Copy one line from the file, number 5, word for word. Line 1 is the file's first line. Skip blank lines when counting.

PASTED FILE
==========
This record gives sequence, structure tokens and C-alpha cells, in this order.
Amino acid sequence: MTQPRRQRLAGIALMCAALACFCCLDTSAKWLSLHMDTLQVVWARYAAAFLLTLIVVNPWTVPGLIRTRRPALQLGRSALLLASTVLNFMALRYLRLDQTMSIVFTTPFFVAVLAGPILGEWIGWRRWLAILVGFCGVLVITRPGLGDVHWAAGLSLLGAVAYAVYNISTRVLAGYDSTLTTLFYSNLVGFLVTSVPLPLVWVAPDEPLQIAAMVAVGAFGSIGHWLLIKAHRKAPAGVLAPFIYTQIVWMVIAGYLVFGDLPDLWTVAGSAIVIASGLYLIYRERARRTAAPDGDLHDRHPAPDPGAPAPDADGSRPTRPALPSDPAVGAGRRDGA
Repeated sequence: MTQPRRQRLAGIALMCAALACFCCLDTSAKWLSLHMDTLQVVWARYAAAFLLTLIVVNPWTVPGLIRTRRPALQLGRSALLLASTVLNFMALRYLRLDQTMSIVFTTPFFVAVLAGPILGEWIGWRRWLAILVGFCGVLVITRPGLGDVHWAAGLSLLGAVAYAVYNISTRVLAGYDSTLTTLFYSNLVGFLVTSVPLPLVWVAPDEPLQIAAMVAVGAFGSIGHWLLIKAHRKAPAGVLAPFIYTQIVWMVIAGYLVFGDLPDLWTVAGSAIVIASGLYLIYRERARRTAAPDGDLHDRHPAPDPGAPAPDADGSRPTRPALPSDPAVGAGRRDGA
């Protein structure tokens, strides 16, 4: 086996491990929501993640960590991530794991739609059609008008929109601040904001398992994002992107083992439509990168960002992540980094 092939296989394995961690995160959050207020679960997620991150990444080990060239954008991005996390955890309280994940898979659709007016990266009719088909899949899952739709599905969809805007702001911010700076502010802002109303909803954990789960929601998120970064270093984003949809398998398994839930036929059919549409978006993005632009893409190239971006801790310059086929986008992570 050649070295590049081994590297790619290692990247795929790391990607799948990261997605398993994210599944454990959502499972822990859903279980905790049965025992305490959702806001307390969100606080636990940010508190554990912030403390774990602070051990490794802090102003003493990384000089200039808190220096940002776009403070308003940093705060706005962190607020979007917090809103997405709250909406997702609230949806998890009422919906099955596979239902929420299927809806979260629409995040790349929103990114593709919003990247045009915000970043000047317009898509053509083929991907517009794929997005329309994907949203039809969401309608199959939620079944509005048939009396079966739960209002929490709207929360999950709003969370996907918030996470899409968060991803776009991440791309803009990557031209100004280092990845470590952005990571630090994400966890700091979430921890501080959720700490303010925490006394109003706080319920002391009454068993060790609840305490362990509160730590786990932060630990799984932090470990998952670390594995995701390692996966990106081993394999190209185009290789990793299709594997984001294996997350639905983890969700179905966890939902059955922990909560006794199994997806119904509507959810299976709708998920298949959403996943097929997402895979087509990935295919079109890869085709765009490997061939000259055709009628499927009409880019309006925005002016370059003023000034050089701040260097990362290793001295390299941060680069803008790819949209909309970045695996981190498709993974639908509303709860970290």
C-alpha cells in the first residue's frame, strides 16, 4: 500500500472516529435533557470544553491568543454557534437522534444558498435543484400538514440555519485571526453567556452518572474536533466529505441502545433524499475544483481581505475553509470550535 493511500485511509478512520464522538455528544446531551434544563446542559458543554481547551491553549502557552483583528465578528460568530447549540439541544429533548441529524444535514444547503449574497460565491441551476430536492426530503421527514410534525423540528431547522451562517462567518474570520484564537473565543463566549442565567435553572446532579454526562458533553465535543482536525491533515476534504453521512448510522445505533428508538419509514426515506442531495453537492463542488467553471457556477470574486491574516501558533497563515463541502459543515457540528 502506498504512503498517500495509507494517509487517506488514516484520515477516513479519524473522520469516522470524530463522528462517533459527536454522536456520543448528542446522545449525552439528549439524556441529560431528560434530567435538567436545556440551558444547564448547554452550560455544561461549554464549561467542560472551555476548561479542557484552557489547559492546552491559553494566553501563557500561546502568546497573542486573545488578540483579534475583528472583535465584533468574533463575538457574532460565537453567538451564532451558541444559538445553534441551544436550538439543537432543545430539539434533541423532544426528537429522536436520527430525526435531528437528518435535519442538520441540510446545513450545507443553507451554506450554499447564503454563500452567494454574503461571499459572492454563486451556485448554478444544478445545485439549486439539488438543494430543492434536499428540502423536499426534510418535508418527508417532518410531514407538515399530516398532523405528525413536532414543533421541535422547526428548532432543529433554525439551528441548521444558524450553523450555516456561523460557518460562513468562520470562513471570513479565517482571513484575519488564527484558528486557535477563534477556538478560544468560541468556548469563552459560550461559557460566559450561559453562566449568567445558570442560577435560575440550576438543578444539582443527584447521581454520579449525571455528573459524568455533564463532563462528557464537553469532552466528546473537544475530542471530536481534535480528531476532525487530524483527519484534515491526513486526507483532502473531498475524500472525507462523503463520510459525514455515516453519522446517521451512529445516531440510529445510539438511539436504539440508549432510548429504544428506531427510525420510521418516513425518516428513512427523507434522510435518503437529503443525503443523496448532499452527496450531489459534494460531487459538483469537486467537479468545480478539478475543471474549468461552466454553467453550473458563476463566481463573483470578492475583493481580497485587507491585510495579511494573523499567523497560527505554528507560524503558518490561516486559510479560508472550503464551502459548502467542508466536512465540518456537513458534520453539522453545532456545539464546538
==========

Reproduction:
C-alpha cells in the first residue's frame, strides 16, 4: 500500500472516529435533557470544553491568543454557534437522534444558498435543484400538514440555519485571526453567556452518572474536533466529505441502545433524499475544483481581505475553509470550535 493511500485511509478512520464522538455528544446531551434544563446542559458543554481547551491553549502557552483583528465578528460568530447549540439541544429533548441529524444535514444547503449574497460565491441551476430536492426530503421527514410534525423540528431547522451562517462567518474570520484564537473565543463566549442565567435553572446532579454526562458533553465535543482536525491533515476534504453521512448510522445505533428508538419509514426515506442531495453537492463542488467553471457556477470574486491574516501558533497563515463541502459543515457540528 502506498504512503498517500495509507494517509487517506488514516484520515477516513479519524473522520469516522470524530463522528462517533459527536454522536456520543448528542446522545449525552439528549439524556441529560431528560434530567435538567436545556440551558444547564448547554452550560455544561461549554464549561467542560472551555476548561479542557484552557489547559492546552491559553494566553501563557500561546502568546497573542486573545488578540483579534475583528472583535465584533468574533463575538457574532460565537453567538451564532451558541444559538445553534441551544436550538439543537432543545430539539434533541423532544426528537429522536436520527430525526435531528437528518435535519442538520441540510446545513450545507443553507451554506450554499447564503454563500452567494454574503461571499459572492454563486451556485448554478444544478445545485439549486439539488438543494430543492434536499428540502423536499426534510418535508418527508417532518410531514407538515399530516398532523405528525413536532414543533421541535422547526428548532432543529433554525439551528441548521444558524450553523450555516456561523460557518460562513468562520470562513471570513479565517482571513484575519488564527484558528486557535477563534477556538478560544468560541468556548469563552459560550461559557460566559450561559453562566449568567445558570442560577435560575440550576438543578444539582443527584447521581454520579449525571455528573459524568455533564463532563462528557464537553469532552466528546473537544475530542471530536481534535480528531476532525487530524483527519484534515491526513486526507483532502473531498475524500472525507462523503463520510459525514455515516453519522446517521451512529445516531440510529445510539438511539436504539440508549432510548429504544428506531427510525420510521418516513425518516428513512427523507434522510435518503437529503443525503443523496448532499452527496450531489459534494460531487459538483469537486467537479468545480478539478475543471474549468461552466454553467453550473458563476463566481463573483470578492475583493481580497485587507491585510495579511494573523499567523497560527505554528507560524503558518490561516486559510479560508472550503464551502459548502467542508466536512465540518456537513458534520453539522453545532456545539464546538